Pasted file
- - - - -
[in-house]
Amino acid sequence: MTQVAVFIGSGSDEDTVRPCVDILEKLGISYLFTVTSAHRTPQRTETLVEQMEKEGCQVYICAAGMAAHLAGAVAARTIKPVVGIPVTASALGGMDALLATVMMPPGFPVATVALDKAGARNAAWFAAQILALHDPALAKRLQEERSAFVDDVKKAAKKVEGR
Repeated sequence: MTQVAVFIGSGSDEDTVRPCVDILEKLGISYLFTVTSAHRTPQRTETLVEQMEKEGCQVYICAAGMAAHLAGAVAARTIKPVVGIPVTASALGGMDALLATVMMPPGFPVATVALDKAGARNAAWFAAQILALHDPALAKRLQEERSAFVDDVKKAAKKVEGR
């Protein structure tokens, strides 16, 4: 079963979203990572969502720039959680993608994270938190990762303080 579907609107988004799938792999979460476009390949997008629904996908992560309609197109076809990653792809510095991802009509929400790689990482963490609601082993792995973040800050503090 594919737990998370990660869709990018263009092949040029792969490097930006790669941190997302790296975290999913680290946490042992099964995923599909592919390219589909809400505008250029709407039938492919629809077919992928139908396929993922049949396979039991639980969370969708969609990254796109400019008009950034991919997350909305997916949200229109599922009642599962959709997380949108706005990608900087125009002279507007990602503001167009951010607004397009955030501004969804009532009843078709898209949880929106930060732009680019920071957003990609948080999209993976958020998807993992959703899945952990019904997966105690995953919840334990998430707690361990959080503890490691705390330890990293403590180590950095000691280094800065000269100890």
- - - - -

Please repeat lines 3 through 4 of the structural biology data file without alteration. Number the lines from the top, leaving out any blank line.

Repeated sequence: MTQVAVFIGSGSDEDTVRPCVDILEKLGISYLFTVTSAHRTPQRTETLVEQMEKEGCQVYICAAGMAAHLAGAVAARTIKPVVGIPVTASALGGMDALLATVMMPPGFPVATVALDKAGARNAAWFAAQILALHDPALAKRLQEERSAFVDDVKKAAKKVEGR
């Protein structure tokens, strides 16, 4: 079963979203990572969502720039959680993608994270938190990762303080 579907609107988004799938792999979460476009390949997008629904996908992560309609197109076809990653792809510095991802009509929400790689990482963490609601082993792995973040800050503090 594919737990998370990660869709990018263009092949040029792969490097930006790669941190997302790296975290999913680290946490042992099964995923599909592919390219589909809400505008250029709407039938492919629809077919992928139908396929993922049949396979039991639980969370969708969609990254796109400019008009950034991919997350909305997916949200229109599922009642599962959709997380949108706005990608900087125009002279507007990602503001167009951010607004397009955030501004969804009532009843078709898209949880929106930060732009680019920071957003990609948080999209993976958020998807993992959703899945952990019904997966105690995953919840334990998430707690361990959080503890490691705390330890990293403590180590950095000691280094800065000269100890």